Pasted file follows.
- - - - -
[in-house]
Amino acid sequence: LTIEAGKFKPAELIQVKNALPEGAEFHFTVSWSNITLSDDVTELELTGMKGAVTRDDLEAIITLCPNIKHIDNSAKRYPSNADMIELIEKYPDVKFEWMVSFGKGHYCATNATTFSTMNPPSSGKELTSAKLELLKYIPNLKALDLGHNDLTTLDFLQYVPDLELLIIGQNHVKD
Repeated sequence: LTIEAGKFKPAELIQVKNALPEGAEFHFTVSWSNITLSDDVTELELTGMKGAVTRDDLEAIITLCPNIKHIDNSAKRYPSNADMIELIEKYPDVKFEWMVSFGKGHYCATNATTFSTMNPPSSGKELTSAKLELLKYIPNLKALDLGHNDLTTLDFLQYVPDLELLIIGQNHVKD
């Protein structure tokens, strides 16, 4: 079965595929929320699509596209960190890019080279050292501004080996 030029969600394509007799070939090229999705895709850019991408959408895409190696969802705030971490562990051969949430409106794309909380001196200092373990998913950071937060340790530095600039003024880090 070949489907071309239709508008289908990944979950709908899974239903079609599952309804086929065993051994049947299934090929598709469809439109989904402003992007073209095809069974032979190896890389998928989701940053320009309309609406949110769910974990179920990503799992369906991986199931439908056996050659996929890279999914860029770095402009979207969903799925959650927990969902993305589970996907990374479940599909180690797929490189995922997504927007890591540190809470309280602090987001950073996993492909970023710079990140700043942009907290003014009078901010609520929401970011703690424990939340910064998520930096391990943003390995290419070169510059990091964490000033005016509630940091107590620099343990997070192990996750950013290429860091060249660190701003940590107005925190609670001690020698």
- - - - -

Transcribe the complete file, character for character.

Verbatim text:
[in-house]
Amino acid sequence: LTIEAGKFKPAELIQVKNALPEGAEFHFTVSWSNITLSDDVTELELTGMKGAVTRDDLEAIITLCPNIKHIDNSAKRYPSNADMIELIEKYPDVKFEWMVSFGKGHYCATNATTFSTMNPPSSGKELTSAKLELLKYIPNLKALDLGHNDLTTLDFLQYVPDLELLIIGQNHVKD
Repeated sequence: LTIEAGKFKPAELIQVKNALPEGAEFHFTVSWSNITLSDDVTELELTGMKGAVTRDDLEAIITLCPNIKHIDNSAKRYPSNADMIELIEKYPDVKFEWMVSFGKGHYCATNATTFSTMNPPSSGKELTSAKLELLKYIPNLKALDLGHNDLTTLDFLQYVPDLELLIIGQNHVKD
């Protein structure tokens, strides 16, 4: 079965595929929320699509596209960190890019080279050292501004080996 030029969600394509007799070939090229999705895709850019991408959408895409190696969802705030971490562990051969949430409106794309909380001196200092373990998913950071937060340790530095600039003024880090 070949489907071309239709508008289908990944979950709908899974239903079609599952309804086929065993051994049947299934090929598709469809439109989904402003992007073209095809069974032979190896890389998928989701940053320009309309609406949110769910974990179920990503799992369906991986199931439908056996050659996929890279999914860029770095402009979207969903799925959650927990969902993305589970996907990374479940599909180690797929490189995922997504927007890591540190809470309280602090987001950073996993492909970023710079990140700043942009907290003014009078901010609520929401970011703690424990939340910064998520930096391990943003390995290419070169510059990091964490000033005016509630940091107590620099343990997070192990996750950013290429860091060249660190701003940590107005925190609670001690020698």